#1 Cash is King
While some of the higher-end restaurants and shops take credit cards, most do not. Even if shops do take cards, the chances of you bargaining for lower price are drastically decreased if you’re not offering cash. Not only that but you need cash for transportation, whether it be in pedi-cab, horse drawn carriage, or taxi. Lastly, during your time in Marrakech you may experience certain situations that require you to dole out cash (more info to follow).
#2 Be confident (or at least look it)
A scared little tourist is very likely to attract attention, whether you want it or not. Hannah and I experienced this first hand our first evening in Marrakech, just walking from our riad into the crowed bustling streets toward the Big Square. Being in a new place with herds of people pushing coupled with our parents’ unwarranted panic attack (more on that later), we were a little nervous and it showed. Everyone was asking us if we needed help or a place to stay or directions to the Big Square and it was pretty overwhelming. We immediately noticed a difference the following day, traveling the same route at the same time. We felt more familiar with the old city and knew where we were heading, which was reflected in our demeanor; no one spoke to us. If you do accept directions from a seemingly friendly local you may subsequently be asked to pay for their services, however brief.
#3 Be conscious of the objects of your photos
Getting someone’s face in a photo who is unknowing or unwilling is a big “heck no.” If you’re trying to add some local flare in photos make sure you have the consent of the “model.” Strike up a conversation prior to sticking a camera in someone’s face; nearly everyone is friendly and willing to chat in a variety of languages, so there is no harm in trying! Also, in the Big Square and in and around the Medina you’ll see a plethora of snake charmers or men with their monkey friends. While these images may be bringing all of your wildest Aladdin fantasies to life, capturing them in a photo will cost you at least a few dirham or euros. If you’re willing to pay, then go for it! But even the sneakiest photographers get caught and someone will come after you for money if you don’t fork it over. (we don’t have any photos because Hannah had a huge problem with they way many of these animals were treated and did not feel we needed to perpetuate the problem or glamorize the novelty of a monkey on a leash)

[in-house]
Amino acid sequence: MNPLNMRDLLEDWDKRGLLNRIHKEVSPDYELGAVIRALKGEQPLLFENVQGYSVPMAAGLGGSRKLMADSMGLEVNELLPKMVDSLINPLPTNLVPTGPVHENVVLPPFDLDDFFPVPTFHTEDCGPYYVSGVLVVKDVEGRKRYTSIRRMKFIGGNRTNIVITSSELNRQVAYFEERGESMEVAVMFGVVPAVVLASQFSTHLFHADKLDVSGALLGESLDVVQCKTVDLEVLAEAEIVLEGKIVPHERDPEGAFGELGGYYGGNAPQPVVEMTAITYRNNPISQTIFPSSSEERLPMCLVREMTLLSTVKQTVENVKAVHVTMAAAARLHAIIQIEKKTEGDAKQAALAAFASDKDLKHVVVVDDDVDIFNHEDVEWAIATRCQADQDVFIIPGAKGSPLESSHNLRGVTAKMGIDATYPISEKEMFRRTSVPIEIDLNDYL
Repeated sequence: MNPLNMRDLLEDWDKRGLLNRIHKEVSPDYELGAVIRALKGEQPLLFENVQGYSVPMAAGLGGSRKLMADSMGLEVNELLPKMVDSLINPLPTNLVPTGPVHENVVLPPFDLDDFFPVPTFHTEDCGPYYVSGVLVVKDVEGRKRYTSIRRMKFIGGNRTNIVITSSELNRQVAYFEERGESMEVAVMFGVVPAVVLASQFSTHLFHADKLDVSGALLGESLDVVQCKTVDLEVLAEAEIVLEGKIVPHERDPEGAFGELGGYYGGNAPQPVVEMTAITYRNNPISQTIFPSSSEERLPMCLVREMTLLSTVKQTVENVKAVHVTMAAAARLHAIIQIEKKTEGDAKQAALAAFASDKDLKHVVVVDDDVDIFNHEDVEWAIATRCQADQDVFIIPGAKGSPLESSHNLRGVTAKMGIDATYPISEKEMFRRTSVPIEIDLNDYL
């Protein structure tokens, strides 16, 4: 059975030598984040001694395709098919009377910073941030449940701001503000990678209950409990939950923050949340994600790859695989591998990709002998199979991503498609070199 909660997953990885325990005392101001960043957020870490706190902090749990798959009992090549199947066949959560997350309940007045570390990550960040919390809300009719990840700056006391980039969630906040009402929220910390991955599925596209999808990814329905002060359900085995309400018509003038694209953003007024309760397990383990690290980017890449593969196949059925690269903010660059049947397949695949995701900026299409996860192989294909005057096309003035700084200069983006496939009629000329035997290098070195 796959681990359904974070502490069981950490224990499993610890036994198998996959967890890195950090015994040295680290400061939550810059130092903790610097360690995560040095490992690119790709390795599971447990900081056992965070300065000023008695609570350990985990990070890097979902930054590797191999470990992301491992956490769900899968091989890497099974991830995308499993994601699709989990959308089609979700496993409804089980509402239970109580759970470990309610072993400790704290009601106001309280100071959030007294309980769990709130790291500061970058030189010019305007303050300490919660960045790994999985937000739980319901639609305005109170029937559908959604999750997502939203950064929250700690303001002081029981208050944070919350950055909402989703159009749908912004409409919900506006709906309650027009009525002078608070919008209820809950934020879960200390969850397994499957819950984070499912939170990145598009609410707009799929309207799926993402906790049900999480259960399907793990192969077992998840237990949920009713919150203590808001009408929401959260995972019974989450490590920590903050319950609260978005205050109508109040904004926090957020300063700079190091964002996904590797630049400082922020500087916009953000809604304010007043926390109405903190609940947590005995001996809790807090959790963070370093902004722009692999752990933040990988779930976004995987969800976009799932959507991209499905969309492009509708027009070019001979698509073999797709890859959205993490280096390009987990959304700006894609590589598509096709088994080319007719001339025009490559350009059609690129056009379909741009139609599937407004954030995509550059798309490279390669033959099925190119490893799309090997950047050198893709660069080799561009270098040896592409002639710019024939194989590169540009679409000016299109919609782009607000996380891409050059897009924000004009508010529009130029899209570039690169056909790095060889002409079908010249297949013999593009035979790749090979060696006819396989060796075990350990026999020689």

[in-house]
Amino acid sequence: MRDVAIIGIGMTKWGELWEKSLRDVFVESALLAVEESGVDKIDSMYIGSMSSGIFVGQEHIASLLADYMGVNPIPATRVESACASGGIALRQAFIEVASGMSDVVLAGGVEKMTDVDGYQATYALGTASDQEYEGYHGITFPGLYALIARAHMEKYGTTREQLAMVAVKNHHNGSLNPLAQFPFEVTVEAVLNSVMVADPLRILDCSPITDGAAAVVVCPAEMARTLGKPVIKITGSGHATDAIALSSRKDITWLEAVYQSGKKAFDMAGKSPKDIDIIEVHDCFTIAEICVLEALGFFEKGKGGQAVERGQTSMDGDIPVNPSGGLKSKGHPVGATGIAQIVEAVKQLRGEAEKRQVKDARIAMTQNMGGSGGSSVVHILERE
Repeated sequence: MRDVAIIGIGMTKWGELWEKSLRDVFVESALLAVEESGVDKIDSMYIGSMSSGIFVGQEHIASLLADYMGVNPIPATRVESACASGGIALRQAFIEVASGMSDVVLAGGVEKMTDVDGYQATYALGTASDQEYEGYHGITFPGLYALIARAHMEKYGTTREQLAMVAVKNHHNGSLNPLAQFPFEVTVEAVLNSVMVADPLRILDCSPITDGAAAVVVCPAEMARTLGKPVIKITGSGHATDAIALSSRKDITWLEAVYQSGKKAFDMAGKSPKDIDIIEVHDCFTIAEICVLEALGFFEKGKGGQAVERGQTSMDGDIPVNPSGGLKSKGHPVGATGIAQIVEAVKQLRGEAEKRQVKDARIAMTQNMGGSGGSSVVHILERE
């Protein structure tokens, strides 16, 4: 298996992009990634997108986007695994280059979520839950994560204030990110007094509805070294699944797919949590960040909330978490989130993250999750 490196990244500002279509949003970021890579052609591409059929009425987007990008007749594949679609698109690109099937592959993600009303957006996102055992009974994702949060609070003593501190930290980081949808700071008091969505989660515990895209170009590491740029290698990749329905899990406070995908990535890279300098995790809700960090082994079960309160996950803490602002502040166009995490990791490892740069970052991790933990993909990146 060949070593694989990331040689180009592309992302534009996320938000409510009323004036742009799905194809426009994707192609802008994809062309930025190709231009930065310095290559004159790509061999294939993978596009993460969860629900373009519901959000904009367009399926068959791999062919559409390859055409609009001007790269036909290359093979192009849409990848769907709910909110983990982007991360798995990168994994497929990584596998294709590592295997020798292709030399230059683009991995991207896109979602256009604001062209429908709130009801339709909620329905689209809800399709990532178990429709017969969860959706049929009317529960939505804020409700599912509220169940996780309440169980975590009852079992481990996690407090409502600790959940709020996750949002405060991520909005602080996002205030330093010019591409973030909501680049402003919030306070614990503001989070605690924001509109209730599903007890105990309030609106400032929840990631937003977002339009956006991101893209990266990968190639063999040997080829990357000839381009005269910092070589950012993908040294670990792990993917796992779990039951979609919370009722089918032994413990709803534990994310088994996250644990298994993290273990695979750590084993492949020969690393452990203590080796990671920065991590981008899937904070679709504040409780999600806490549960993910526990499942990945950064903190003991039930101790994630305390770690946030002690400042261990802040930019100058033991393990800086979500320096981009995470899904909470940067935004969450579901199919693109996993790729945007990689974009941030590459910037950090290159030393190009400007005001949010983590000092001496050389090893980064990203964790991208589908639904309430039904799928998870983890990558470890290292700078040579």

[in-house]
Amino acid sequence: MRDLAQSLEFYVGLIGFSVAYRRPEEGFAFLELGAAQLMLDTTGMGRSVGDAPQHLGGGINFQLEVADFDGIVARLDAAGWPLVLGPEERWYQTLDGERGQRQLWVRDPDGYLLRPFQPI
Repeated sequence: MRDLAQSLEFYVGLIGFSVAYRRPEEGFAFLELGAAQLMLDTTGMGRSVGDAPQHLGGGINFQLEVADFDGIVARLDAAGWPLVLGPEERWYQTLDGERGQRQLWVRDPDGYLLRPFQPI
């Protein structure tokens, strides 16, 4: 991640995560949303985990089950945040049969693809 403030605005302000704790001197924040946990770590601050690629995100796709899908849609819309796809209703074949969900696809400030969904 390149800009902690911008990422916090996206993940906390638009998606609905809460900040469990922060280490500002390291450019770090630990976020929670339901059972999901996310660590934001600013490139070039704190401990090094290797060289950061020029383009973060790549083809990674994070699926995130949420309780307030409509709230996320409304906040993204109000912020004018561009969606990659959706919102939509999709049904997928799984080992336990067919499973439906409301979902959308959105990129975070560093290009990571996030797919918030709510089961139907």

#4 Stay at a riad
While there are a plethora of posh hotels in the city, the alternatives offer an all around better experience. Not only are they more cost effective (ours was only USD $35 a night, with free breakfast) they also are more authentically “Marrakech.” You are able to develop a personal relationship with the staff, who can connect you with the right people while in town. Check out Airbnb.com first, but Tripadvisor.com is also a great place to scope out Riads.